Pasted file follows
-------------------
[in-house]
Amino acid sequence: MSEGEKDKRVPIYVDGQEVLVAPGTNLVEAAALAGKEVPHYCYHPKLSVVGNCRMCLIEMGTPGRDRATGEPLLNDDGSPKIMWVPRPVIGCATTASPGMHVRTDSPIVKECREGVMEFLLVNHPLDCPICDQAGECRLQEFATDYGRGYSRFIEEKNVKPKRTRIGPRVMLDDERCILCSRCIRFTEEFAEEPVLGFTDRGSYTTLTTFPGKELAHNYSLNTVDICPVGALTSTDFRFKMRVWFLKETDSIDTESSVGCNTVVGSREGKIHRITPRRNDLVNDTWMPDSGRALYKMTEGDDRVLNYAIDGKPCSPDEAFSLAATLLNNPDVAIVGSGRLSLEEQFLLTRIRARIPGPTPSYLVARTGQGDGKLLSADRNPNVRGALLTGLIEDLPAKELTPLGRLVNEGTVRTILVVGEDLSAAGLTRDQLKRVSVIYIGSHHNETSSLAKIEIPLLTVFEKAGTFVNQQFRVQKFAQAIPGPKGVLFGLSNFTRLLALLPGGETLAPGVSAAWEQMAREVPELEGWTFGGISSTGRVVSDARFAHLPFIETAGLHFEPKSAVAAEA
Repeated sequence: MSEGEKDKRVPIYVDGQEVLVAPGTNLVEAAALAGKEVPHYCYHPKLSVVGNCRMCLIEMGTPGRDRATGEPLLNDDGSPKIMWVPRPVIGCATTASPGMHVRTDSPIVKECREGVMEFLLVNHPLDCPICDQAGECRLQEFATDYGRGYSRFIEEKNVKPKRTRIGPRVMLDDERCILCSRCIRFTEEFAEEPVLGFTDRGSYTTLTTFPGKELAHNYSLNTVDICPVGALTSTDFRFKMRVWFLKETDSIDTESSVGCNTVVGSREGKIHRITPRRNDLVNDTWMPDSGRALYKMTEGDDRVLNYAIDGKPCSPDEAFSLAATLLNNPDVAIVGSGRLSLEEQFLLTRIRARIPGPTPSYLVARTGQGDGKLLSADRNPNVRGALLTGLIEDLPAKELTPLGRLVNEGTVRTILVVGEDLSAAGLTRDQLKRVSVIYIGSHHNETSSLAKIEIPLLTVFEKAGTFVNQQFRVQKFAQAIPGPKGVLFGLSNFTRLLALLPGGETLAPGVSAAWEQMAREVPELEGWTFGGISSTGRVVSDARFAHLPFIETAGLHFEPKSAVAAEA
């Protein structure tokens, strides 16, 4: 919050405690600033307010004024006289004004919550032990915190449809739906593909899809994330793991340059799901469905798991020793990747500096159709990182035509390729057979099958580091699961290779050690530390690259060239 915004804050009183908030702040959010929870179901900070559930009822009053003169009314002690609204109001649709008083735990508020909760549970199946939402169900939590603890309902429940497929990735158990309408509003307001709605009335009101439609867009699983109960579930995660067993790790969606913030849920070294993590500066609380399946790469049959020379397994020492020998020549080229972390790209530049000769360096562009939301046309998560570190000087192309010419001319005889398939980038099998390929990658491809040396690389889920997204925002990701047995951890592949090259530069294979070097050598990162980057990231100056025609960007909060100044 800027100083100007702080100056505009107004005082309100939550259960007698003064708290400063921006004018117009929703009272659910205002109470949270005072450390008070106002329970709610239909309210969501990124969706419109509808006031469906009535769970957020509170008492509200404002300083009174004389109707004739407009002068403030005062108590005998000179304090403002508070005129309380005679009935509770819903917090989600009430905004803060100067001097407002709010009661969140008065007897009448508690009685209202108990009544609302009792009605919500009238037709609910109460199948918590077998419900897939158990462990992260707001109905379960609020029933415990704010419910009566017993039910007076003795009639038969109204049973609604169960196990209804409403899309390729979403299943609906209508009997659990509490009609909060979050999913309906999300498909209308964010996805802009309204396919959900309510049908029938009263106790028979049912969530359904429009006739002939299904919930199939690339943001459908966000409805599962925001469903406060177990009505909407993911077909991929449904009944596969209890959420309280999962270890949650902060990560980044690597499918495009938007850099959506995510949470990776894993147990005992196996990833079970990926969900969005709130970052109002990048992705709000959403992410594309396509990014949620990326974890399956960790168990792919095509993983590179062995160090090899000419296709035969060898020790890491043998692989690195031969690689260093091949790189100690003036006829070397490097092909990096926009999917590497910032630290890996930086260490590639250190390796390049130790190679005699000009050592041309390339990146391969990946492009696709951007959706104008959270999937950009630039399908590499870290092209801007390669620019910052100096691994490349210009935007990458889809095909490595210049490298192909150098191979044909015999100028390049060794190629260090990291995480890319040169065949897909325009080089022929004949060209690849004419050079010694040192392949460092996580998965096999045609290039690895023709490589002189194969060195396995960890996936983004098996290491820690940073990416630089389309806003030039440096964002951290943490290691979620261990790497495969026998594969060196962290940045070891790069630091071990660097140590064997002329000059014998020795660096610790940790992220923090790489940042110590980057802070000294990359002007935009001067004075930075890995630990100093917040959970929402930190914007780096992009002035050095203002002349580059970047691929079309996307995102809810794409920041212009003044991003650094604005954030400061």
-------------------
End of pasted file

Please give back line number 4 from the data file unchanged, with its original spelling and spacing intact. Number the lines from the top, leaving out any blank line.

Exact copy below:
């Protein structure tokens, strides 16, 4: 919050405690600033307010004024006289004004919550032990915190449809739906593909899809994330793991340059799901469905798991020793990747500096159709990182035509390729057979099958580091699961290779050690530390690259060239 915004804050009183908030702040959010929870179901900070559930009822009053003169009314002690609204109001649709008083735990508020909760549970199946939402169900939590603890309902429940497929990735158990309408509003307001709605009335009101439609867009699983109960579930995660067993790790969606913030849920070294993590500066609380399946790469049959020379397994020492020998020549080229972390790209530049000769360096562009939301046309998560570190000087192309010419001319005889398939980038099998390929990658491809040396690389889920997204925002990701047995951890592949090259530069294979070097050598990162980057990231100056025609960007909060100044 800027100083100007702080100056505009107004005082309100939550259960007698003064708290400063921006004018117009929703009272659910205002109470949270005072450390008070106002329970709610239909309210969501990124969706419109509808006031469906009535769970957020509170008492509200404002300083009174004389109707004739407009002068403030005062108590005998000179304090403002508070005129309380005679009935509770819903917090989600009430905004803060100067001097407002709010009661969140008065007897009448508690009685209202108990009544609302009792009605919500009238037709609910109460199948918590077998419900897939158990462990992260707001109905379960609020029933415990704010419910009566017993039910007076003795009639038969109204049973609604169960196990209804409403899309390729979403299943609906209508009997659990509490009609909060979050999913309906999300498909209308964010996805802009309204396919959900309510049908029938009263106790028979049912969530359904429009006739002939299904919930199939690339943001459908966000409805599962925001469903406060177990009505909407993911077909991929449904009944596969209890959420309280999962270890949650902060990560980044690597499918495009938007850099959506995510949470990776894993147990005992196996990833079970990926969900969005709130970052109002990048992705709000959403992410594309396509990014949620990326974890399956960790168990792919095509993983590179062995160090090899000419296709035969060898020790890491043998692989690195031969690689260093091949790189100690003036006829070397490097092909990096926009999917590497910032630290890996930086260490590639250190390796390049130790190679005699000009050592041309390339990146391969990946492009696709951007959706104008959270999937950009630039399908590499870290092209801007390669620019910052100096691994490349210009935007990458889809095909490595210049490298192909150098191979044909015999100028390049060794190629260090990291995480890319040169065949897909325009080089022929004949060209690849004419050079010694040192392949460092996580998965096999045609290039690895023709490589002189194969060195396995960890996936983004098996290491820690940073990416630089389309806003030039440096964002951290943490290691979620261990790497495969026998594969060196962290940045070891790069630091071990660097140590064997002329000059014998020795660096610790940790992220923090790489940042110590980057802070000294990359002007935009001067004075930075890995630990100093917040959970929402930190914007780096992009002035050095203002002349580059970047691929079309996307995102809810794409920041212009003044991003650094604005954030400061």